Imagine a large, complex metal fabrication that needs to be engineered and manufactured to meet a 0.010 inch tolerance. It’s no small feat, requiring strict adherence to processes, an expert team of welders, and multiple inspections along the way. The process can take months or even years from concept to completion.
Despite the best laid plans, a project's success could be put in jeopardy if the shipping methods and materials used to transport large metal fabrications from the manufacturer to the end customer are not taken into account.
Understand the challenges of how to ship large metal fabrications and measures that need to be taken to ensure a product arrives undamaged and meets the design intent.
Shipping is sometimes a higher than expected cost of the metal fabrication process. Depending on their size, most large metal fabrications are shipped on either flatbed trucks or Conestoga trailers, a specialized flatbed trailer with an accordion-style tarping system to protect cargo and maximize space.
Products that are manufactured for Naval vessels and other Department of Defense (DoD) applications are typically shipped to coastal cities on the East or West Coasts. Depending on where they are fabricated, products could be on the road for thousands of miles over various terrains and road conditions.
High gas and diesel prices are an obvious consideration, and the larger the fabrication, the costlier the shipping. Some products that exceed 8.5 feet wide require oversized loads which come with additional regulatory requirements and costs.
To save on shipping costs, customers need to consider whether products can be shipped by a less expensive less than truckload (LTL) method versus a dedicated truckload. Either way, consolidating orders onto a full truckload rather than a partial load can reduce costs.
Customers that routinely have products shipped to them typically work with a broker or designated carrier to obtain negotiated rates. They may also prefer freight on board (FOB) shipping, meaning they take responsibility for the load once it leaves the manufacturer. Fox Valley Metal-Tech can also broker shipments as a service when needed.
Having a detailed shipping plan for where each part goes on the truck rather than having a truck show up and trying to figure out how to fit everything will save time and money. Trucking companies may charge extra for waiting.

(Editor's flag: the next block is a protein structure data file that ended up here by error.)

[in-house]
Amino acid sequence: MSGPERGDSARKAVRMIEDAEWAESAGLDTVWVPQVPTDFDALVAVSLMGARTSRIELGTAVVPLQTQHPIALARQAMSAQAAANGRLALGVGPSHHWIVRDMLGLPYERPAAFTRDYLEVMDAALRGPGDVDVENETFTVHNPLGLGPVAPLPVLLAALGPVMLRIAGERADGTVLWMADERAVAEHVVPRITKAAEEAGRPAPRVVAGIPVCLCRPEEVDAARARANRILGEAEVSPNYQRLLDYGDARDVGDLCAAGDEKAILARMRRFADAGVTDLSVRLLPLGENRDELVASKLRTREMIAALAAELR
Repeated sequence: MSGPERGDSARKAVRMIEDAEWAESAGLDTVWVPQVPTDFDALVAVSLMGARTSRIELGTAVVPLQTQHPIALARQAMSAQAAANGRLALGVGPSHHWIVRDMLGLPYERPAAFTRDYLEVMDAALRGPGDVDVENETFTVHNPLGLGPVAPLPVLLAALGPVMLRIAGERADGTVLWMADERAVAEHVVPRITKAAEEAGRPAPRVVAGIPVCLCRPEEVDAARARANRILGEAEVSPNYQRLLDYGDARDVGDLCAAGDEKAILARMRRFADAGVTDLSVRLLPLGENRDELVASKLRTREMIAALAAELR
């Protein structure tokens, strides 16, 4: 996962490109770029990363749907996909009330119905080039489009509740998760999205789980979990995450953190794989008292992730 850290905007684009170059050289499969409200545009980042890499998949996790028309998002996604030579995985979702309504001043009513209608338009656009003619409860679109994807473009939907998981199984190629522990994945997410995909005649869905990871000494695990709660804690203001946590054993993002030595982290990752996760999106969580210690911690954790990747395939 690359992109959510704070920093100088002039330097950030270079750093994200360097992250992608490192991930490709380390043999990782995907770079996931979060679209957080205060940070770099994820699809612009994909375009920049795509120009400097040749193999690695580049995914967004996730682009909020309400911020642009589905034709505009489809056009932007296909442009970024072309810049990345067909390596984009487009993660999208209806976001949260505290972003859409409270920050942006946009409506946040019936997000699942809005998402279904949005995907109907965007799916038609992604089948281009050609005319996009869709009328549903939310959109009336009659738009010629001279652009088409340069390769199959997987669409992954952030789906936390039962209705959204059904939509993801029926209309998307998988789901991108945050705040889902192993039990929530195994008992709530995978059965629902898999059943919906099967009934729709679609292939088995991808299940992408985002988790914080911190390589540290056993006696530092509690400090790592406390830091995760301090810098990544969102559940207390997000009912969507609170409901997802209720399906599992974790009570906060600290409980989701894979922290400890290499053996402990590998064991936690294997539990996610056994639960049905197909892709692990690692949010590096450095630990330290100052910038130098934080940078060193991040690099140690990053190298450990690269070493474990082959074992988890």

Since many DoD contractors who receive shipments need to send them on to their final destination, it also helps to ensure that shipping materials, fixtures, and crating can be reused for that purpose. Another cost-saving measure for those who order multiple items from the same fabricator is to send back costly shipping materials to be refurbished and reused for future projects.
Extensive expertise goes into designing and engineering custom metal fabrications. What some don’t realize, however, is that equal attention needs to be paid to designing and engineering the protective shipping materials.
Large fabrications with tight tolerances can get jostled during transport and bring them out of tolerance. Fabrications that are made of softer materials like aluminum are especially susceptible to twisting and bending.
To overcome this challenge, metal fabrication engineers design special fixtures to reinforce the exterior of an item. Plates may also be designed to fit the interior cavity of a fabrication, such as in a large electrical enclosure. The plates must be bolted down using existing holes to keep the original design intent. If it’s a threaded hole that requires a specific bolt, that same type of threaded bolt will be used to affix the shipping materials.
Because of the complexity of some fixtures, designers will also need to create detailed instructions for disassembling the shipping materials once the product reaches its destination. At Fox Valley Metal-Tech, our engineering team works with customers to develop, design, and manufacture shipping fixtures to help ensure products arrive in perfect condition. Many shipping materials are made in our facility to ensure a proper fit, and additional materials like shrink wrap, protective corners, foam, pallets, tie downs, and cellular cardboard are used to prevent damage.
Shipping materials alone can come with a considerable price tag depending on their complexity and customer requirements, so be sure to work closely with the metal fabricator during the RFQ process to ensure everything is included in your quote.
RELATED: Get RFQ Tips in our RFQ Planning Guide
Even though shipping is one of the last steps in a manufacturing process, planning for it must begin during the estimating phase to account for related expenses.
Traditionally, the customer is responsible for the shipping method, but the fabricator will need to include costs for crates, tie downs, and other shipping materials in their bid. It’s best to have a conversation with a potential metal fabrication partner during the RFQ process to clearly define requirements and who is responsible for each aspect of delivery.
Contact the experts at Fox Valley Metal-Tech to discuss your project details, including shipping methods and materials. It’s the best way to ensure your project shows up at your door exactly the way you want it. Remember to download our RFQ checklist with these and other discussion topics as well.